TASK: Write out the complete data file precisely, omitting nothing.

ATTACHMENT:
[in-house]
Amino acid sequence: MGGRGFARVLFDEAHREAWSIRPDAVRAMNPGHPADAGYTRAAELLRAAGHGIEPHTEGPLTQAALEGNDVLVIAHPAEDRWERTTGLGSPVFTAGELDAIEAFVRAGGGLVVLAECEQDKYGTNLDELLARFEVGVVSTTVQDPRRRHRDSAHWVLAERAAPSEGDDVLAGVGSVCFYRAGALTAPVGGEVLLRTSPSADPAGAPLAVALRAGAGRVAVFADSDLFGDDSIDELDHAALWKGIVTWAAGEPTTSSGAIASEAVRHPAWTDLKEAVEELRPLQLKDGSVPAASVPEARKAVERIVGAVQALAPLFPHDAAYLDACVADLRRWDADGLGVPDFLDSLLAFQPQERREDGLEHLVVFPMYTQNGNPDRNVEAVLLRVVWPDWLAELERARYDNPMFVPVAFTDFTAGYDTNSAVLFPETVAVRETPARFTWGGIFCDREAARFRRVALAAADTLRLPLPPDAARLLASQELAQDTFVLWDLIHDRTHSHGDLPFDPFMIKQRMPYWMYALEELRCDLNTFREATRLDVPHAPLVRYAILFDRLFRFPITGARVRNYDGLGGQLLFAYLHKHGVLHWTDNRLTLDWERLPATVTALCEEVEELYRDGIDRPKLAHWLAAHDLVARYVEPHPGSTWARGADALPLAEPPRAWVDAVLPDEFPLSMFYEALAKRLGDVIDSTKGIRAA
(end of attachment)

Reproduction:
[in-house]
Amino acid sequence: MGGRGFARVLFDEAHREAWSIRPDAVRAMNPGHPADAGYTRAAELLRAAGHGIEPHTEGPLTQAALEGNDVLVIAHPAEDRWERTTGLGSPVFTAGELDAIEAFVRAGGGLVVLAECEQDKYGTNLDELLARFEVGVVSTTVQDPRRRHRDSAHWVLAERAAPSEGDDVLAGVGSVCFYRAGALTAPVGGEVLLRTSPSADPAGAPLAVALRAGAGRVAVFADSDLFGDDSIDELDHAALWKGIVTWAAGEPTTSSGAIASEAVRHPAWTDLKEAVEELRPLQLKDGSVPAASVPEARKAVERIVGAVQALAPLFPHDAAYLDACVADLRRWDADGLGVPDFLDSLLAFQPQERREDGLEHLVVFPMYTQNGNPDRNVEAVLLRVVWPDWLAELERARYDNPMFVPVAFTDFTAGYDTNSAVLFPETVAVRETPARFTWGGIFCDREAARFRRVALAAADTLRLPLPPDAARLLASQELAQDTFVLWDLIHDRTHSHGDLPFDPFMIKQRMPYWMYALEELRCDLNTFREATRLDVPHAPLVRYAILFDRLFRFPITGARVRNYDGLGGQLLFAYLHKHGVLHWTDNRLTLDWERLPATVTALCEEVEELYRDGIDRPKLAHWLAAHDLVARYVEPHPGSTWARGADALPLAEPPRAWVDAVLPDEFPLSMFYEALAKRLGDVIDSTKGIRAA